BRADLEY — A GoFundMe page has been started to raise money for the repair of the Bradley American Legion Post.
The post is in serious need of repairs if the building is to be saved and continue to be used by local veterans. The post is located at 835 W. Broadway, adjacent to a park with Bradley’s veterans’ memorials that is frequently used for Memorial Day and other patriotic services.
The Post, built in 1941 by veterans who volunteered their labor, has simply worn out. A new team of volunteers, including many professional businesses, has been working at the site. Piggush Simoneau is acting as the lead organizer.
Commander Lallo Kirk says the post, which had been curtailed by the COVID-19 crisis, has reopened. It is now open for business from 12:30 to 10 p.m. The kitchen is not yet open, but should reopen shortly.
“A lot of people don’t understand,” Kirk says, “that we are open to the general public. One does not have to be a member to stop in and support the Legion.”
The post’s poker machines are also up and running, he says. Business has been picking up, little by little. The hope is that repairs will eventually lead to more rentals of the upstairs portion of the legion which has been used by the community for generations for wedding receptions, anniversary parties, meetings and other events.
So far repairs already done include the roof by Langlois Roofing, tuckpointing by Neal Masonry, window air conditioning by Bade Appliance, signage by Friendly Signs and the repainting of the eagle by Reynolds Painting. Also volunteering and participating are Kankakee Tent and Awning, Laborers Local 751, Sheet Metal Local 751 and Kankakee Community College Construction Trades. Still to come are the main air conditioning, ceiling work and lighting. The lighting has been donated, but installation remains on the to-do list.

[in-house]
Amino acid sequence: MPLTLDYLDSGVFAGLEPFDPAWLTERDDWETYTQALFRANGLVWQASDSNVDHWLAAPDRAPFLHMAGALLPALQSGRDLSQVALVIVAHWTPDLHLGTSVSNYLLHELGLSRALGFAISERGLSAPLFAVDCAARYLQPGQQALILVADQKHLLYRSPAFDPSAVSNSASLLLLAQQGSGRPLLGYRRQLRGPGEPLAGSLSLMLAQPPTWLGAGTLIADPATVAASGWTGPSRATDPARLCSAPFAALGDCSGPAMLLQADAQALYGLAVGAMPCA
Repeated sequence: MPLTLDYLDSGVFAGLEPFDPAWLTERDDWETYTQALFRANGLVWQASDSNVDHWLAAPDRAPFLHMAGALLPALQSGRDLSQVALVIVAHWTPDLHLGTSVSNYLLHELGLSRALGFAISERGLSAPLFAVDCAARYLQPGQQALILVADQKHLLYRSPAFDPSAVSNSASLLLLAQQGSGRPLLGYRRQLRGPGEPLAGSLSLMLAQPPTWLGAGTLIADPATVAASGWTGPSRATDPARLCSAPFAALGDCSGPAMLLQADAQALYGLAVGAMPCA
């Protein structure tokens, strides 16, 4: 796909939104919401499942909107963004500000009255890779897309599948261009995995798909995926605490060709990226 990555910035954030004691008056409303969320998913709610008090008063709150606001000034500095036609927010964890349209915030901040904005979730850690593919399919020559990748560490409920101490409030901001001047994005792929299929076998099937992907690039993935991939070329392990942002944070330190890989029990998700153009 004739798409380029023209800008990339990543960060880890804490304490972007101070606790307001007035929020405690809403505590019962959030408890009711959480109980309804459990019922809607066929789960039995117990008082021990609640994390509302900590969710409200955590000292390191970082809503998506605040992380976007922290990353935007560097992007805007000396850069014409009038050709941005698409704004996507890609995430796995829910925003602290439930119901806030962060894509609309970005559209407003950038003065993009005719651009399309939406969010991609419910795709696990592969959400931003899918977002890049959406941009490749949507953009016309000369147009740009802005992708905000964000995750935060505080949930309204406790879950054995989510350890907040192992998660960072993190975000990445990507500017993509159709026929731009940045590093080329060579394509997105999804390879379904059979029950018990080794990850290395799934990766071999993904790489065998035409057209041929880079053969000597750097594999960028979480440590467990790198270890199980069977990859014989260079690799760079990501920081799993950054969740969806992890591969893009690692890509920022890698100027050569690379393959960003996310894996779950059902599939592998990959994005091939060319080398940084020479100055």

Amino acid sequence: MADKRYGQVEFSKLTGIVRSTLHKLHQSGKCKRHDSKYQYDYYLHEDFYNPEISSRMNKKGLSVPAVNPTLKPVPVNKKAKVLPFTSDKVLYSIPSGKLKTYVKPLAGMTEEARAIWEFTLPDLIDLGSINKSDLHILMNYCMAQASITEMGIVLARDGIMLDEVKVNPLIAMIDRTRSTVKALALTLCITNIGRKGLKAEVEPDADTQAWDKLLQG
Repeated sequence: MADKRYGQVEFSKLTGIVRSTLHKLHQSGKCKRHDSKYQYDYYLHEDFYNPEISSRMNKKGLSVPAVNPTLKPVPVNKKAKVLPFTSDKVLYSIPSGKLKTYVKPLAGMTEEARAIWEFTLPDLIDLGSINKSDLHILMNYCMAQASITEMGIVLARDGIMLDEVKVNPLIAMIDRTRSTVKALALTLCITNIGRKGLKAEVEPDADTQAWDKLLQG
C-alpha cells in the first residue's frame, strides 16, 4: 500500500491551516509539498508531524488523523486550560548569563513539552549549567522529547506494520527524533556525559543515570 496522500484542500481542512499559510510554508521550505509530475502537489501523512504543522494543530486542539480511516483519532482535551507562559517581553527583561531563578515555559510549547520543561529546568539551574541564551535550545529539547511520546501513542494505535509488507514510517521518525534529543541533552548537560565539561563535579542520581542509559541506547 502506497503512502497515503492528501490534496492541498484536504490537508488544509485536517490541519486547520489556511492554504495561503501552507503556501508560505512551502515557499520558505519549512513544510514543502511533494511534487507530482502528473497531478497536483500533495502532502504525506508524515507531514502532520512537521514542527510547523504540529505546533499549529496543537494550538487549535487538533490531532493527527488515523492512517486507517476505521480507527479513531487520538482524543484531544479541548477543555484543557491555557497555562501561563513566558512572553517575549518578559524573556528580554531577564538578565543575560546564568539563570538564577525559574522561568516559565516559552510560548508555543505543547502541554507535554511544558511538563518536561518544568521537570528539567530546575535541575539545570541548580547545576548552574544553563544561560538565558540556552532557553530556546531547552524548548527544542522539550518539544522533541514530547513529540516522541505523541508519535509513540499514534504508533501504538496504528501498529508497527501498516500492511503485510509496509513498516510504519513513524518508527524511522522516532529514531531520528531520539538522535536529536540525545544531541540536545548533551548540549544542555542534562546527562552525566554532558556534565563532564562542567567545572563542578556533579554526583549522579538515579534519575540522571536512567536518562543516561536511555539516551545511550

One of the founding members was Catholic chaplain Harris Anthony Darche, the most decorated chaplain of World War I. He was the national chaplain of the American Legion in 1931. A Bourbonnais native who graduated from St. Viator’s College, he was awarded the Navy Cross, the Croix de Guerre and the Legion of Honor during the war. He died in 1937 from the lingering effects of a mustard gas attack during the war. A plaque honoring Fr. Darche is affixed to a boulder outside the post.
During World War II, the Village of Bradley was noted for its patriotism. Bradley had 520 men and women serve in the war. The village was credited with the third-highest percentage serving of any municipality in the nation. Nineteen Bradley residents died in the war.